A series of real or complex numbers is said to be **conditionally convergent** (or **semi-convergent**) if it is convergent but not absolutely convergent. A famous example is the alternating series

which is convergent (and its sum is equal to ), but the series formed by taking the absolute value of each term is the divergent harmonic series. The Riemann series theorem says that any conditionally convergent series can be reordered to make a divergent series, and moreover, if the are real and is any real number, that one can find a reordering so that the reordered series converges with sum equal to .

Abel's test is an important tool for handling semi-convergent series. If a series has the form

where the partial sums are bounded, has bounded variation, and exists:

then the series is convergent. This applies to the point-wise convergence of many trigonometric series, as in

with . Abel's method consists in writing , and in performing a transformation similar to integration by parts (called summation by parts), that relates the given series to the absolutely convergent series

The evaluation of truncation errors is an important procedure in numerical analysis (especially validated numerics and computer-assisted proof).

When conditions of the alternating series test are satisfied by , there is an exact error evaluation.^{[7]} Set to be the partial sum of the given alternating series . Then the next inequality holds:

Taylor's theorem is a statement that includes the evaluation of the error term when the Taylor series is truncated.

By using the ratio, we can obtain the evaluation of the error term when the hypergeometric series is truncated.^{[8]}

For the matrix exponential:

the following error evaluation holds (scaling and squaring method):^{[9]}^{[10]}^{[11]}

There exist many tests that can be used to determine whether particular series converge or diverge.

*n-th term test*: If , then the series diverges; if , then the test is inconclusive.- Comparison test 1 (see Direct comparison test): If is an absolutely convergent series such that for some number and for sufficiently large , then converges absolutely as well. If diverges, and for all sufficiently large , then also fails to converge absolutely (though it could still be conditionally convergent, for example, if the alternate in sign).
- Comparison test 2 (see Limit comparison test): If is an absolutely convergent series such that for sufficiently large , then converges absolutely as well. If diverges, and for all sufficiently large , then also fails to converge absolutely (though it could still be conditionally convergent, for example, if the alternate in sign).
- Ratio test: If there exists a constant such that for all sufficiently large , then converges absolutely. When the ratio is less than , but not less than a constant less than , convergence is possible but this test does not establish it.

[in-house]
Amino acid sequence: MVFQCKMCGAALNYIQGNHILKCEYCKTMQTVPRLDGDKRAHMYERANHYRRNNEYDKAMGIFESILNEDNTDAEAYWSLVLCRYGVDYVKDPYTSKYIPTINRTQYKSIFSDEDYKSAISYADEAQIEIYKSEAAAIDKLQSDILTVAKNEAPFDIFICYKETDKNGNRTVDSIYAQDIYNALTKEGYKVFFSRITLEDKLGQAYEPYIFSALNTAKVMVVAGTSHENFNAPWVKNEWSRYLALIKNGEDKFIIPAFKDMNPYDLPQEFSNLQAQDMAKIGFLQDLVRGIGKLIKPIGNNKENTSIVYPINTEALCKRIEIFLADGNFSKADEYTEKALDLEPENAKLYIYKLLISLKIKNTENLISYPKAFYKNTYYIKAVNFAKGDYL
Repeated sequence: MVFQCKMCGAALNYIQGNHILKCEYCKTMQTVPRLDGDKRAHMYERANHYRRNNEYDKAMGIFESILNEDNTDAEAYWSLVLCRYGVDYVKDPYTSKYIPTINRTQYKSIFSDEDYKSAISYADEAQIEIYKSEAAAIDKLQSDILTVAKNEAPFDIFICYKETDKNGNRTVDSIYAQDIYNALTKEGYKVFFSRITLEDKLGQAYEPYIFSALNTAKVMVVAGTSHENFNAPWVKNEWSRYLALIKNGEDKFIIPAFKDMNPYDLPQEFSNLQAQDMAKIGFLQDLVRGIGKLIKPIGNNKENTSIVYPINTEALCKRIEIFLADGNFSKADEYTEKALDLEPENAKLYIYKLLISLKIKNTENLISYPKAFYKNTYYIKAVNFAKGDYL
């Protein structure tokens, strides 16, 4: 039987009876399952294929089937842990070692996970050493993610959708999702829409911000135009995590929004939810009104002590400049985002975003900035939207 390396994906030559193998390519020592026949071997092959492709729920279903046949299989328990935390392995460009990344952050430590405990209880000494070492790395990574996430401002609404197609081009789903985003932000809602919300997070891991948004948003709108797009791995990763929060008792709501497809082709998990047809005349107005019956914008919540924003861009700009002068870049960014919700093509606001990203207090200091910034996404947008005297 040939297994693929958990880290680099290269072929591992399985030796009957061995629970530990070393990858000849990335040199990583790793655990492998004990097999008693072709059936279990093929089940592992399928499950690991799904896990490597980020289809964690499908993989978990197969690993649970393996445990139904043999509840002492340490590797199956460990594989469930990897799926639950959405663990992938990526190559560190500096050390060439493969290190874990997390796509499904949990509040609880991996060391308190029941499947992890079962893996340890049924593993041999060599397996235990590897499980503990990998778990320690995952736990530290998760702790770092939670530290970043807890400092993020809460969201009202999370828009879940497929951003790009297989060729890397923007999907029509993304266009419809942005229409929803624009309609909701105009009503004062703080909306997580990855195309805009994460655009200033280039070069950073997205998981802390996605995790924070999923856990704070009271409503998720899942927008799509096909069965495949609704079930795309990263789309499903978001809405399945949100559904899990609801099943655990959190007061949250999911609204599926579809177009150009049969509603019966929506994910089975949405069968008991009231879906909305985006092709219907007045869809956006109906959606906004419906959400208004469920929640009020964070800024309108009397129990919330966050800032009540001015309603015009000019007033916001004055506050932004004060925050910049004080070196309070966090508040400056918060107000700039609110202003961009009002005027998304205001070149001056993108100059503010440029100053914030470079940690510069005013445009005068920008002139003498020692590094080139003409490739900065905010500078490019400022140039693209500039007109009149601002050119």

- Root test: If there exists a constant such that for all sufficiently large , then converges absolutely.
- Integral test: if is a positive monotone decreasing function defined on the interval with for all , then converges if and only if the integral is finite.
- Cauchy's condensation test: If is non-negative and non-increasing, then the two series and are of the same nature: both convergent, or both divergent.
- Alternating series test: A series of the form (with ) is called
*alternating*. Such a series converges if the sequence*is monotone decreasing and converges to . The converse is in general not true.* - For some specific types of series there are more specialized convergence tests, for instance for Fourier series there is the Dini test.

A series of real- or complex-valued functions

converges pointwise on a set *E*, if the series converges for each *x* in *E* as an ordinary series of real or complex numbers. Equivalently, the partial sums

converge to *ƒ*(*x*) as *N* → ∞ for each *x* ∈ *E*.

A stronger notion of convergence of a series of functions is the uniform convergence. A series converges uniformly if it converges pointwise to the function *ƒ*(*x*), and the error in approximating the limit by the *N*th partial sum,

can be made minimal *independently* of *x* by choosing a sufficiently large *N*.

Uniform convergence is desirable for a series because many properties of the terms of the series are then retained by the limit. For example, if a series of continuous functions converges uniformly, then the limit function is also continuous. Similarly, if the *ƒ*_{n} are integrable on a closed and bounded interval *I* and converge uniformly, then the series is also integrable on *I* and can be integrated term-by-term. Tests for uniform convergence include the Weierstrass' M-test, Abel's uniform convergence test, Dini's test, and the Cauchy criterion.

More sophisticated types of convergence of a series of functions can also be defined. In measure theory, for instance, a series of functions converges almost everywhere if it converges pointwise except on a certain set of measure zero. Other modes of convergence depend on a different metric space structure on the space of functions under consideration. For instance, a series of functions **converges in mean** on a set *E* to a limit function *ƒ* provided

as *N* → ∞.